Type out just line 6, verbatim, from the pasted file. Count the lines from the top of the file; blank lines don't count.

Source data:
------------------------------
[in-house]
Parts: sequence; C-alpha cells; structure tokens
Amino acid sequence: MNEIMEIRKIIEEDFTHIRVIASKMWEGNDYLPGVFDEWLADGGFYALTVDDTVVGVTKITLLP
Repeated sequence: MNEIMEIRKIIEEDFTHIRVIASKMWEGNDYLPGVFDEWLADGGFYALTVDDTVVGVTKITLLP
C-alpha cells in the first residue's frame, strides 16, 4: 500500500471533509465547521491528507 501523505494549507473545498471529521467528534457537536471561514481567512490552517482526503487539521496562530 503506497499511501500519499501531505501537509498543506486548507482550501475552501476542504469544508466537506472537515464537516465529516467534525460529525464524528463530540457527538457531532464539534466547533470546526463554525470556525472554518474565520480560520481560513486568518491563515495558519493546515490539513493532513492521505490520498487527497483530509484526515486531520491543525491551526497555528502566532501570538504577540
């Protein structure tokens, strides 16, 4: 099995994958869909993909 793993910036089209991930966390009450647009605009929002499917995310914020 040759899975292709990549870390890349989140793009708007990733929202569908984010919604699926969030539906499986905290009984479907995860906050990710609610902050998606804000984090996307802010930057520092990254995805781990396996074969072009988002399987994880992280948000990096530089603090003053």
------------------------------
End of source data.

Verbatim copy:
């Protein structure tokens, strides 16, 4: 099995994958869909993909 793993910036089209991930966390009450647009605009929002499917995310914020 040759899975292709990549870390890349989140793009708007990733929202569908984010919604699926969030539906499986905290009984479907995860906050990710609610902050998606804000984090996307802010930057520092990254995805781990396996074969072009988002399987994880992280948000990096530089603090003053």